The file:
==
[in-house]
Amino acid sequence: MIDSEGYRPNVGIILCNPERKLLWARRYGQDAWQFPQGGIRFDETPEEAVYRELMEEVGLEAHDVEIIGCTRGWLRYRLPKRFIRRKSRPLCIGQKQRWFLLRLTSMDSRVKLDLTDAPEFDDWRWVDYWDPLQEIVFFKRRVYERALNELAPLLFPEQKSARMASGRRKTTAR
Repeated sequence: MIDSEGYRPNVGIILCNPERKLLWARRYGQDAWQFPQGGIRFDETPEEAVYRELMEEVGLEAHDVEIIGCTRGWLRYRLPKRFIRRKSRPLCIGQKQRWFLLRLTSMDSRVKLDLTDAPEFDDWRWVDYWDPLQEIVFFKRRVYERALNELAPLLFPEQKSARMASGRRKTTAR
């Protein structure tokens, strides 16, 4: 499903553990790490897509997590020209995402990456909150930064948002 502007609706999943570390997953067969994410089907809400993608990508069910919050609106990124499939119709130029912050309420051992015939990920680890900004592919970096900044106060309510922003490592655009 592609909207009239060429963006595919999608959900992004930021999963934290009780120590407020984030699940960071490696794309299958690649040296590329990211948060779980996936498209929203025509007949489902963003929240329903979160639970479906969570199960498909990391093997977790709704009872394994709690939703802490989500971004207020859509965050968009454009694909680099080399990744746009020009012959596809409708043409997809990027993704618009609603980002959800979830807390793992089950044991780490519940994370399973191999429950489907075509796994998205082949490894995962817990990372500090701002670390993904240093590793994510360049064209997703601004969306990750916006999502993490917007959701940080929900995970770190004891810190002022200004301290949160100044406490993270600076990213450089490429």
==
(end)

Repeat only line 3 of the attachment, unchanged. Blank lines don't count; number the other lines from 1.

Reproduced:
Repeated sequence: MIDSEGYRPNVGIILCNPERKLLWARRYGQDAWQFPQGGIRFDETPEEAVYRELMEEVGLEAHDVEIIGCTRGWLRYRLPKRFIRRKSRPLCIGQKQRWFLLRLTSMDSRVKLDLTDAPEFDDWRWVDYWDPLQEIVFFKRRVYERALNELAPLLFPEQKSARMASGRRKTTAR